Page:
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Building the SAN
Good planning and vendor selection leads to a smooth migration to a SAN environment. However, the most often overlooked--and most misunderstood--aspect of SAN deployment is data migration. How do you get the data out from "behind the servers" and into the SAN? There are many approaches to this problem, and most enterprises choose to employ more than one. Some options include the following:

  • Host-based copying applications, like Microsoft's Robust File Copy (Robocopy), or cpio and tar on Unix systems remain popular.
  • Vendor-supplied data migration tools, which may leverage features of the storage array, can be tempting, but the additional professional services and licensing costs should be considered.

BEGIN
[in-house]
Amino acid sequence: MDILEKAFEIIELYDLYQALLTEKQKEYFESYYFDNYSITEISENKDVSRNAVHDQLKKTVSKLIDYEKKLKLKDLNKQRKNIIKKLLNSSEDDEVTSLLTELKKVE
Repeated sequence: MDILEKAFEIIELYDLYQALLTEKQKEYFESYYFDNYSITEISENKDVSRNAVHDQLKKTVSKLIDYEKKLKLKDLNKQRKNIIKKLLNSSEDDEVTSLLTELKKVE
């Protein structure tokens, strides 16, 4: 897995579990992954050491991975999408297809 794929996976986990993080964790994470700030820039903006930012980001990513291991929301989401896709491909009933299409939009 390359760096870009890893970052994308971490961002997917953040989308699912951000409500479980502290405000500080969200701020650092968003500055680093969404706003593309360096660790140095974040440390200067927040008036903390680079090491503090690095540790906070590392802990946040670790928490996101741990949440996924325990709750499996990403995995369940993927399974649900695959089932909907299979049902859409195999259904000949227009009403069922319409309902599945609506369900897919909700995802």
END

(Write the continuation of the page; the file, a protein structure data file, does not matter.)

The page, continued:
• Phased rehosting of applications on new servers is a smooth and seamless way to implement a SAN if servers are being migrated anyway.
  • Backup and restore of application data is another popular method, but this can interfere with daily schedules and reveal deficiencies in the backup system.
Learning from experience
SAN technology has come a long way in just the last few years; storage vendors are starting to make their products more user-friendly and flexible. With the introduction of IP-based technologies and vendor attention to integration standards, SANs are now more affordable for the midsized

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enterprise than ever before.

With easy implementation and low acquisition cost, the total cost of ownership for SAN technology is at a level that makes sense for nearly every IT shop. With demands on application availability, capacity scalability and performance constantly increasing, the question is no longer if your company can afford a SAN but how can you afford to be without one?

This was first published in September 2007

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